The promise of PROTACs

Proteolysis Targeting Chimeras (PROTACs) are heterobifunctional (two-headed) molecules that allow for highly selective targeted protein degradation (TPD). Contrary to traditional small molecule inhibitors (SMIs), PROTACs can degrade disease-causing proteins of interest (POI) that have remained undruggable due to structural challenges, non-enzymatic function, and/or high substrate availability.

PROTACs owe their unique mechanism of action to their structure, composed of a ligand that binds the POI, a flexible polyethylene glycol chemical linker region, and a second ligand that binds to an E3 ubiquitin ligase, hijacking the ubiquitin-proteosome system (UPS). In proximity, both heads are engaged forming a ternary complex (Complex formed between two substrate molecules and an enzyme) where the E3 ligase recruits E2 conjugating enzymes loaded with ubiquitin (Figure 1). Through the action of several E2 conjugating enzymes, poly-ubiquitination of the POI ensues at specific lysine residues/amino acids. Once poly-ubiquitinated, the POI is recognised by the 26S proteosome and subsequently degraded via proteolysis. The PROTAC dissociates in the proteosome and is recycled to degrade other copies of the POI resulting in sub-stochiometric catalysis, in which a single PROTAC can degrade many POI.

Figure 1.

PROTACs use an event-driven pharmacological mechanism, unlike high-affinity SMIs, which rely on occupancy-driven pharmacology. The therapeutic effectiveness of occupancy-driven approaches hinges on a constant high inhibitory concentration (IC90-95) to block the function of disease-causing proteins (DCPs) which results in off target effects and non-specific binding. However, event-driven pharmacology lowers total cellular levels of DCP, tis allows for greater selectivity and potency even at nM concentrations. Furthermore, their spatial orientation is crucial to form the ternary complex between the POI and the E3 ligase to achieve degradation. Here, PROTAC design is focused on linker optimisation which employs structural information, obtained via cryo-electron microscopy or AI technology like AlphaFold, and target validation via orthogonal analysis through tags fused with the POI. Small changes in the linker region result in dramatic increases in TPD.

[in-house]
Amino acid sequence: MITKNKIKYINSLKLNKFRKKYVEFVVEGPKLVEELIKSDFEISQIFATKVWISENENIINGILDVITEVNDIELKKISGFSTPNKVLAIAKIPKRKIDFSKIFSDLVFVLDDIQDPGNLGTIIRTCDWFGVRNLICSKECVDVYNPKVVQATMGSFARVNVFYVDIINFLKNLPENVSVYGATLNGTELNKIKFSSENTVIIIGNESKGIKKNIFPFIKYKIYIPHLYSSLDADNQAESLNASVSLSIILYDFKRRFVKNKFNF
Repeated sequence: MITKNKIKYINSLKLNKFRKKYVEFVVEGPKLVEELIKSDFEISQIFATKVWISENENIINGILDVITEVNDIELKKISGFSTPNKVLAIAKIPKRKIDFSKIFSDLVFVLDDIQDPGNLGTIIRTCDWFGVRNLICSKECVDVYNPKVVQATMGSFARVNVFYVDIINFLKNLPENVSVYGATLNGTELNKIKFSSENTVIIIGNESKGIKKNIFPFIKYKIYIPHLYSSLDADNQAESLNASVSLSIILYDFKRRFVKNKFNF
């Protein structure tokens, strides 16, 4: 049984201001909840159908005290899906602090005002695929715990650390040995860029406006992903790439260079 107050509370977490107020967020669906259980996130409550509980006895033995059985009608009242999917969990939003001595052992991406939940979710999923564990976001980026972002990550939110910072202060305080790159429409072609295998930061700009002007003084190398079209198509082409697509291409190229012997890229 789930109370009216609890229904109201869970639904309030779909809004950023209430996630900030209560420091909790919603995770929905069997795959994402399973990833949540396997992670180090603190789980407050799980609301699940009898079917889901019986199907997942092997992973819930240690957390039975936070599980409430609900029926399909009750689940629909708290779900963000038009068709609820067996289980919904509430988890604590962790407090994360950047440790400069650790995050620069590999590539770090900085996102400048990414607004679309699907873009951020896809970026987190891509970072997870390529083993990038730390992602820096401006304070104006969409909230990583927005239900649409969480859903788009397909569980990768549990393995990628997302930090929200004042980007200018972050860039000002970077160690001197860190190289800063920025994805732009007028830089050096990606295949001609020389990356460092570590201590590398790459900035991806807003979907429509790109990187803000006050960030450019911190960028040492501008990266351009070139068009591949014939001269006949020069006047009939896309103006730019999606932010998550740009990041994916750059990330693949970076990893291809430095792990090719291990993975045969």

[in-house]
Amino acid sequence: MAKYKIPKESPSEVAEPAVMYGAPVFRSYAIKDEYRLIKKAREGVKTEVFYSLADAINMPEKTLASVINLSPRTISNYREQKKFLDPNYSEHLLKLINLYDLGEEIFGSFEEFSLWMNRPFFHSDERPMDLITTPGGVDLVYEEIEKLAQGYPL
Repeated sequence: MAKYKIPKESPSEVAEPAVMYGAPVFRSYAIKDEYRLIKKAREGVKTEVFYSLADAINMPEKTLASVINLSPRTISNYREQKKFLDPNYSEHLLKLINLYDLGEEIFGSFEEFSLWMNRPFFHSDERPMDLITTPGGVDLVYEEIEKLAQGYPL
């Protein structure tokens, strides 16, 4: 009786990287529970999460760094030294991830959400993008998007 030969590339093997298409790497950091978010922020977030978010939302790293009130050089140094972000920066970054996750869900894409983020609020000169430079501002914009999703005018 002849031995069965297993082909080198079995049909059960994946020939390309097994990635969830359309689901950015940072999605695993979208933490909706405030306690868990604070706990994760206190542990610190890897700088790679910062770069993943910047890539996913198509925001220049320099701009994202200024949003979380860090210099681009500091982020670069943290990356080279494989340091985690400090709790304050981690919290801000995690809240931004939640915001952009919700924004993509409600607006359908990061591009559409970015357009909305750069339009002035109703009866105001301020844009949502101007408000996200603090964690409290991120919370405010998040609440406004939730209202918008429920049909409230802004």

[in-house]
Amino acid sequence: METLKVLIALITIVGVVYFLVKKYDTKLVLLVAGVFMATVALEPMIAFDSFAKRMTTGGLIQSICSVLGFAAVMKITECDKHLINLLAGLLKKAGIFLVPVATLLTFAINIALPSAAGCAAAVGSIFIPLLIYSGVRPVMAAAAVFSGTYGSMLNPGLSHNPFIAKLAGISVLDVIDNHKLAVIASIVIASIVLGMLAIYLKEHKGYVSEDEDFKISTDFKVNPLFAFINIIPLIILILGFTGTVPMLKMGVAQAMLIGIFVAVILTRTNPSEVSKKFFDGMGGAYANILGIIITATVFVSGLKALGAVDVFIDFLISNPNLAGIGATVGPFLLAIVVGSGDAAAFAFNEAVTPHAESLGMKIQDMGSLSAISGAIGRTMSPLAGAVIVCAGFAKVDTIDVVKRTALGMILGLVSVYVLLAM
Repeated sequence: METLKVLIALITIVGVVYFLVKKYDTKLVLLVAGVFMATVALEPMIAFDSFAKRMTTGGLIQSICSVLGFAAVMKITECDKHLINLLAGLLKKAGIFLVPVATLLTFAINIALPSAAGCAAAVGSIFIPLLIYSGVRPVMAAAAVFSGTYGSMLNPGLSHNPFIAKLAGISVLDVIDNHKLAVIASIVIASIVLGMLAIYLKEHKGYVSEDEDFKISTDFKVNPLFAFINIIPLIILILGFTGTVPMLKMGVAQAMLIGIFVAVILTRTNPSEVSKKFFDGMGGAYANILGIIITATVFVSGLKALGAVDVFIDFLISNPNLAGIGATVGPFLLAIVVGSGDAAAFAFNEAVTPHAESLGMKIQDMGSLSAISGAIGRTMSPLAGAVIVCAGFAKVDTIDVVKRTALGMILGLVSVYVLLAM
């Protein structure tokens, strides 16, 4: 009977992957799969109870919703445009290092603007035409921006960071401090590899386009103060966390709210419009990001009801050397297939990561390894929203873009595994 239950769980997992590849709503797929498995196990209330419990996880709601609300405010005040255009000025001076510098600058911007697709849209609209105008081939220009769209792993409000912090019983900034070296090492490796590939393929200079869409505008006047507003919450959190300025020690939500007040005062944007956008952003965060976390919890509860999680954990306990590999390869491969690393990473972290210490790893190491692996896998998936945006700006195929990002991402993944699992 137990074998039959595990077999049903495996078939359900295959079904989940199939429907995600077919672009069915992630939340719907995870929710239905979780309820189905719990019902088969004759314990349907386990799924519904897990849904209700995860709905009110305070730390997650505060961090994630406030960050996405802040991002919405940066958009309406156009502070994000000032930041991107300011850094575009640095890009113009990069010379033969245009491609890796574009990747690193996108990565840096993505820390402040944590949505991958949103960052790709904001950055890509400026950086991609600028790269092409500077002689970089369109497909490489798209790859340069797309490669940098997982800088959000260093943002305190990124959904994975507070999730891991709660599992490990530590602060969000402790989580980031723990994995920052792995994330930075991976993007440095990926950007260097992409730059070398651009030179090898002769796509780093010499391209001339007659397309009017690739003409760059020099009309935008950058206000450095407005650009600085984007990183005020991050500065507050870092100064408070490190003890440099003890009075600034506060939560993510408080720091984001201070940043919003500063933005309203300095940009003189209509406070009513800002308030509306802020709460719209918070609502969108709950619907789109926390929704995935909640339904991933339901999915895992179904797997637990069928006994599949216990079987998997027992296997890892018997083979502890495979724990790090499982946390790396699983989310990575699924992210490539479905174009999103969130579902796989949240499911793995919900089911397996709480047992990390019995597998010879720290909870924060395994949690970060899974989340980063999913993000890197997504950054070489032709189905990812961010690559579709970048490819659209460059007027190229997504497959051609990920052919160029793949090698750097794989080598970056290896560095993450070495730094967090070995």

The first proof-of-concept of PROTACs was developed by the Crews and Deshaies labs in 2001. PROTAC-1 targeted the protein methionine aminopeptidase-2 (MetAP-2) via an ovalbumin ligand and the SFCβ-TrCP E3 ligase using the endogenous UPS in cellular lysates. Currently, several E3 ligases have been added to the PROTAC toolkit employing a variety of substrate binding domains. The most common examples include: Von Hippel-Lindau (VHL), part of a protein complex formed by elongin B and C, cullin 2 and RBX-1, cereblon (CRBN), part of a Cullin-4-RING E3 ubiquitin ligase, Murine double minute 2 (MDM2) and inhibitor of apoptosis proteins (IAPs) (Figure 1). However, as there are over 600 E3 ligases encoded by the human genome, further development of E3 ligands in PROTACs is required to fully harness/exploit the potential of additional E3 ligases for TPD. PROTACS don’t inherently target specific tissues, as E3 ligases have broad expression profiles. To overcome this hurdle Antibody-PROTAC conjugates such as Ab-PROTAC 3, specific for HER2 positive cells, have the potential to minimise off-target effects.

In total, 18 PROTACs have initiated clinical trials with ARV-110 and ARV-766, both targeting the Androgen Receptor (AR), and in phase II trials for prostate cancer and castration-resistant prostate cancer, respectively. Recently, ARV-471 has entered phase III clinical trials for advanced breast cancer targeting the oestrogen receptor. Despite the possibility of targeting undruggable POIs, PROTAC development has focussed on the AR and Bruton’s Tyrosine Kinase (BTK), both common targets of other drug modalities. In these instances, binding affinity changes due to hotspot mutations, which disproportionately affect traditional SMIs compared to PROTACs which can still fully degrade the POI. Additionally, a low dose regimen and high selectivity conferred by their event-driven pharmacology, reduces off-target effects. Overall, PROTACs can be used for current oncogenic targets.